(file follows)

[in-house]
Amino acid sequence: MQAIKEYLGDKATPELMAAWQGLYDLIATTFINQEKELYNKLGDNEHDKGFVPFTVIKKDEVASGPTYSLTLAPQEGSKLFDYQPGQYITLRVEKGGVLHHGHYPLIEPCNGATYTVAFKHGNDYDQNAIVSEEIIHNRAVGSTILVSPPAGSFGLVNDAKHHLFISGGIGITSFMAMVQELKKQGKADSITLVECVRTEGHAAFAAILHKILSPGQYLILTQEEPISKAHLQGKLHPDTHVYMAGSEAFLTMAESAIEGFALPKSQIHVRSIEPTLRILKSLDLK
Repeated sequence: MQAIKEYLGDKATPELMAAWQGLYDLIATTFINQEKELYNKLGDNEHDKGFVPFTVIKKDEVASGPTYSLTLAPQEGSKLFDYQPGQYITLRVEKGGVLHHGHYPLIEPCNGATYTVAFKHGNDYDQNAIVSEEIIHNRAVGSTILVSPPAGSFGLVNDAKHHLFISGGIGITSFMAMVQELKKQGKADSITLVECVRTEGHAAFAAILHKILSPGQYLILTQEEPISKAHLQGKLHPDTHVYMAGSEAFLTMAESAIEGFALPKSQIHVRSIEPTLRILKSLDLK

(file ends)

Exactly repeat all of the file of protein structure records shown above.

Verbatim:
[in-house]
Amino acid sequence: MQAIKEYLGDKATPELMAAWQGLYDLIATTFINQEKELYNKLGDNEHDKGFVPFTVIKKDEVASGPTYSLTLAPQEGSKLFDYQPGQYITLRVEKGGVLHHGHYPLIEPCNGATYTVAFKHGNDYDQNAIVSEEIIHNRAVGSTILVSPPAGSFGLVNDAKHHLFISGGIGITSFMAMVQELKKQGKADSITLVECVRTEGHAAFAAILHKILSPGQYLILTQEEPISKAHLQGKLHPDTHVYMAGSEAFLTMAESAIEGFALPKSQIHVRSIEPTLRILKSLDLK
Repeated sequence: MQAIKEYLGDKATPELMAAWQGLYDLIATTFINQEKELYNKLGDNEHDKGFVPFTVIKKDEVASGPTYSLTLAPQEGSKLFDYQPGQYITLRVEKGGVLHHGHYPLIEPCNGATYTVAFKHGNDYDQNAIVSEEIIHNRAVGSTILVSPPAGSFGLVNDAKHHLFISGGIGITSFMAMVQELKKQGKADSITLVECVRTEGHAAFAAILHKILSPGQYLILTQEEPISKAHLQGKLHPDTHVYMAGSEAFLTMAESAIEGFALPKSQIHVRSIEPTLRILKSLDLK